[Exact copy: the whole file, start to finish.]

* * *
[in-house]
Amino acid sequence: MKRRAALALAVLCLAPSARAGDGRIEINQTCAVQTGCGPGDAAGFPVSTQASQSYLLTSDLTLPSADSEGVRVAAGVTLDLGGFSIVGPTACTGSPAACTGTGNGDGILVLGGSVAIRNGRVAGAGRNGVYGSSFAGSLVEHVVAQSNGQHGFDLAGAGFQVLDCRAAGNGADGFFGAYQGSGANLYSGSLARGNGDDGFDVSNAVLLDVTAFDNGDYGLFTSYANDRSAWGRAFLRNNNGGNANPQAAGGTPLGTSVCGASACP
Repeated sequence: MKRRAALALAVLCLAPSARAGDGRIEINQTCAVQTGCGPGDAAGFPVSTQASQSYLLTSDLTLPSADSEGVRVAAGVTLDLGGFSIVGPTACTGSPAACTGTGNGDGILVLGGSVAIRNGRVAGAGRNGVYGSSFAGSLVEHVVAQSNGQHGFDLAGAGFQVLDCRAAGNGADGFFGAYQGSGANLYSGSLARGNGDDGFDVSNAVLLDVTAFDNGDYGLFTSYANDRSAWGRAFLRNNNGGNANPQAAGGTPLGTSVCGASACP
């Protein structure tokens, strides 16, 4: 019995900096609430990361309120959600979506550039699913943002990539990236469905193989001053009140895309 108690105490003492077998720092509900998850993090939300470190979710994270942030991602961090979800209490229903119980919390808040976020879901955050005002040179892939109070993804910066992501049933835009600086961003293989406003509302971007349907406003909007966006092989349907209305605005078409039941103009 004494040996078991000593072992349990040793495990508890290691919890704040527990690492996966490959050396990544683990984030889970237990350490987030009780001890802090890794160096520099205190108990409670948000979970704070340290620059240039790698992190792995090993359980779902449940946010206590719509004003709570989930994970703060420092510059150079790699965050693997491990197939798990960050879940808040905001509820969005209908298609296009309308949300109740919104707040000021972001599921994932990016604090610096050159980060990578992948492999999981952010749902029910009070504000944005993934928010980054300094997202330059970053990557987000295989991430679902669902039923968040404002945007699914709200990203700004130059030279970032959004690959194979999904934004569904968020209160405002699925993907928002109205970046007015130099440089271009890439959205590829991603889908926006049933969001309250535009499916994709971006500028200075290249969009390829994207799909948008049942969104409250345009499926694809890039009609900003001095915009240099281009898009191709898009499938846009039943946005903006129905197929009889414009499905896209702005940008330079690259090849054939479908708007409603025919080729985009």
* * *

[in-house]
Amino acid sequence: MKRRAALALAVLCLAPSARAGDGRIEINQTCAVQTGCGPGDAAGFPVSTQASQSYLLTSDLTLPSADSEGVRVAAGVTLDLGGFSIVGPTACTGSPAACTGTGNGDGILVLGGSVAIRNGRVAGAGRNGVYGSSFAGSLVEHVVAQSNGQHGFDLAGAGFQVLDCRAAGNGADGFFGAYQGSGANLYSGSLARGNGDDGFDVSNAVLLDVTAFDNGDYGLFTSYANDRSAWGRAFLRNNNGGNANPQAAGGTPLGTSVCGASACP
Repeated sequence: MKRRAALALAVLCLAPSARAGDGRIEINQTCAVQTGCGPGDAAGFPVSTQASQSYLLTSDLTLPSADSEGVRVAAGVTLDLGGFSIVGPTACTGSPAACTGTGNGDGILVLGGSVAIRNGRVAGAGRNGVYGSSFAGSLVEHVVAQSNGQHGFDLAGAGFQVLDCRAAGNGADGFFGAYQGSGANLYSGSLARGNGDDGFDVSNAVLLDVTAFDNGDYGLFTSYANDRSAWGRAFLRNNNGGNANPQAAGGTPLGTSVCGASACP
């Protein structure tokens, strides 16, 4: 019995900096609430990361309120959600979506550039699913943002990539990236469905193989001053009140895309 108690105490003492077998720092509900998850993090939300470190979710994270942030991602961090979800209490229903119980919390808040976020879901955050005002040179892939109070993804910066992501049933835009600086961003293989406003509302971007349907406003909007966006092989349907209305605005078409039941103009 004494040996078991000593072992349990040793495990508890290691919890704040527990690492996966490959050396990544683990984030889970237990350490987030009780001890802090890794160096520099205190108990409670948000979970704070340290620059240039790698992190792995090993359980779902449940946010206590719509004003709570989930994970703060420092510059150079790699965050693997491990197939798990960050879940808040905001509820969005209908298609296009309308949300109740919104707040000021972001599921994932990016604090610096050159980060990578992948492999999981952010749902029910009070504000944005993934928010980054300094997202330059970053990557987000295989991430679902669902039923968040404002945007699914709200990203700004130059030279970032959004690959194979999904934004569904968020209160405002699925993907928002109205970046007015130099440089271009890439959205590829991603889908926006049933969001309250535009499916994709971006500028200075290249969009390829994207799909948008049942969104409250345009499926694809890039009609900003001095915009240099281009898009191709898009499938846009039943946005903006129905197929009889414009499905896209702005940008330079690259090849054939479908708007409603025919080729985009």